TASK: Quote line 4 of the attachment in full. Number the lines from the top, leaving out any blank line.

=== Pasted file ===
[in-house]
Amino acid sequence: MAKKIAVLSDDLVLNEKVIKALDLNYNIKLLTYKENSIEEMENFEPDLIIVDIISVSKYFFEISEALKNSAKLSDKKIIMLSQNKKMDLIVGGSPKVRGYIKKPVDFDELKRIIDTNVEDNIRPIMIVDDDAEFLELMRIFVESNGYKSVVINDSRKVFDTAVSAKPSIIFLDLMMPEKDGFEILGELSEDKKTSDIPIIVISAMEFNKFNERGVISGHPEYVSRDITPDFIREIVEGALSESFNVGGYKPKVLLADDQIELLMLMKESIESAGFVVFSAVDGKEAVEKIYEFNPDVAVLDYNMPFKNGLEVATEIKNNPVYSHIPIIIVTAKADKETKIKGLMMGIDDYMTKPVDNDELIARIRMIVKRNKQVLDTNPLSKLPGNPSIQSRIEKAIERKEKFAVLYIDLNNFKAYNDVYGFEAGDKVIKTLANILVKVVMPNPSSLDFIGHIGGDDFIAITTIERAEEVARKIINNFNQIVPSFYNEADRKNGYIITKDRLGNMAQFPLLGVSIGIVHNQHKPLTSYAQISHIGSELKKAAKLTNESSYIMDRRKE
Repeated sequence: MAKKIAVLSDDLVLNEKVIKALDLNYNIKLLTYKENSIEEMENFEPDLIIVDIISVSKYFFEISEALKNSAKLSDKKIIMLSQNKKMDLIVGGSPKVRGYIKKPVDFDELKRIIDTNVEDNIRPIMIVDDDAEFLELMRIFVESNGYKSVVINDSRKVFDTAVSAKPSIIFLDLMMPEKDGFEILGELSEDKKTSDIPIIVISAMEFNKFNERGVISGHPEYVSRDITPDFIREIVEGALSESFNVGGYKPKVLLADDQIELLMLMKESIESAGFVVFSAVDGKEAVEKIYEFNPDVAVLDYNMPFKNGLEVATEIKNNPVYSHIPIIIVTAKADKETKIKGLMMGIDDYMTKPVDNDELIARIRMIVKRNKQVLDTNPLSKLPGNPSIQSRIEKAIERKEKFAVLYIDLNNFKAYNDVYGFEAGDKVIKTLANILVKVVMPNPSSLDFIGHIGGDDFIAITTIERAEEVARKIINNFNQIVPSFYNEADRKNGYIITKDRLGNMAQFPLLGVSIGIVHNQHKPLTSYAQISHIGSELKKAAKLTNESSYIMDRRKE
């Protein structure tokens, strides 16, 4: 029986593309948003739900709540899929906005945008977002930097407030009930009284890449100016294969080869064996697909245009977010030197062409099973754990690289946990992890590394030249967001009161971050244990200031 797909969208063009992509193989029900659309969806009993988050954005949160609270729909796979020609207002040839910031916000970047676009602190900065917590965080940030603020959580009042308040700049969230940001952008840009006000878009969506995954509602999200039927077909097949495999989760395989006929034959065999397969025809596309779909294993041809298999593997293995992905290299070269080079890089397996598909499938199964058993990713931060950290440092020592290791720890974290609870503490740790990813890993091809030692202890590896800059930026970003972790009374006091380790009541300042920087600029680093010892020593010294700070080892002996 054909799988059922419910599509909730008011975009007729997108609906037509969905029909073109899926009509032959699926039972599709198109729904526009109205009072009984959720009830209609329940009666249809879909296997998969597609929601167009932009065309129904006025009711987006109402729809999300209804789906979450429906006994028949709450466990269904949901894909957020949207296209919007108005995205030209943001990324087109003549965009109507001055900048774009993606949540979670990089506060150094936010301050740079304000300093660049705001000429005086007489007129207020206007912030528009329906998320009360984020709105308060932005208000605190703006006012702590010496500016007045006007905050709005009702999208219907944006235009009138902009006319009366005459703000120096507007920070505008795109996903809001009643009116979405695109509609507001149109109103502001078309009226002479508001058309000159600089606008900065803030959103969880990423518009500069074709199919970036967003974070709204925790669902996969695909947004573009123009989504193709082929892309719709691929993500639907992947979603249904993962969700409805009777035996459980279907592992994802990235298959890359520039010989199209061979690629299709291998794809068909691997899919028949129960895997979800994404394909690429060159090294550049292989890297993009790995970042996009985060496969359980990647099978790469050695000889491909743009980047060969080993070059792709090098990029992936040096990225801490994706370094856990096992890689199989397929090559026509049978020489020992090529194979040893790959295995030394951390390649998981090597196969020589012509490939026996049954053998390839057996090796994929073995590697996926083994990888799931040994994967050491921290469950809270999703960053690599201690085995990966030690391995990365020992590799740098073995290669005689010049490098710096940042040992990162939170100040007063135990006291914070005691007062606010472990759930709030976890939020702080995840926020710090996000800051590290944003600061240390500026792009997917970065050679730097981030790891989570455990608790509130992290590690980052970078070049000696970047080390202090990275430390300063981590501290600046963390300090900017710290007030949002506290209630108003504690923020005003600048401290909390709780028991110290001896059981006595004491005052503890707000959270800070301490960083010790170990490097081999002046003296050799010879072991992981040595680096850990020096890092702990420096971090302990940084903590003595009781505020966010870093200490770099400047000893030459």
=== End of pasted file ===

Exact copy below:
């Protein structure tokens, strides 16, 4: 029986593309948003739900709540899929906005945008977002930097407030009930009284890449100016294969080869064996697909245009977010030197062409099973754990690289946990992890590394030249967001009161971050244990200031 797909969208063009992509193989029900659309969806009993988050954005949160609270729909796979020609207002040839910031916000970047676009602190900065917590965080940030603020959580009042308040700049969230940001952008840009006000878009969506995954509602999200039927077909097949495999989760395989006929034959065999397969025809596309779909294993041809298999593997293995992905290299070269080079890089397996598909499938199964058993990713931060950290440092020592290791720890974290609870503490740790990813890993091809030692202890590896800059930026970003972790009374006091380790009541300042920087600029680093010892020593010294700070080892002996 054909799988059922419910599509909730008011975009007729997108609906037509969905029909073109899926009509032959699926039972599709198109729904526009109205009072009984959720009830209609329940009666249809879909296997998969597609929601167009932009065309129904006025009711987006109402729809999300209804789906979450429906006994028949709450466990269904949901894909957020949207296209919007108005995205030209943001990324087109003549965009109507001055900048774009993606949540979670990089506060150094936010301050740079304000300093660049705001000429005086007489007129207020206007912030528009329906998320009360984020709105308060932005208000605190703006006012702590010496500016007045006007905050709005009702999208219907944006235009009138902009006319009366005459703000120096507007920070505008795109996903809001009643009116979405695109509609507001149109109103502001078309009226002479508001058309000159600089606008900065803030959103969880990423518009500069074709199919970036967003974070709204925790669902996969695909947004573009123009989504193709082929892309719709691929993500639907992947979603249904993962969700409805009777035996459980279907592992994802990235298959890359520039010989199209061979690629299709291998794809068909691997899919028949129960895997979800994404394909690429060159090294550049292989890297993009790995970042996009985060496969359980990647099978790469050695000889491909743009980047060969080993070059792709090098990029992936040096990225801490994706370094856990096992890689199989397929090559026509049978020489020992090529194979040893790959295995030394951390390649998981090597196969020589012509490939026996049954053998390839057996090796994929073995590697996926083994990888799931040994994967050491921290469950809270999703960053690599201690085995990966030690391995990365020992590799740098073995290669005689010049490098710096940042040992990162939170100040007063135990006291914070005691007062606010472990759930709030976890939020702080995840926020710090996000800051590290944003600061240390500026792009997917970065050679730097981030790891989570455990608790509130992290590690980052970078070049000696970047080390202090990275430390300063981590501290600046963390300090900017710290007030949002506290209630108003504690923020005003600048401290909390709780028991110290001896059981006595004491005052503890707000959270800070301490960083010790170990490097081999002046003296050799010879072991992981040595680096850990020096890092702990420096971090302990940084903590003595009781505020966010870093200490770099400047000893030459």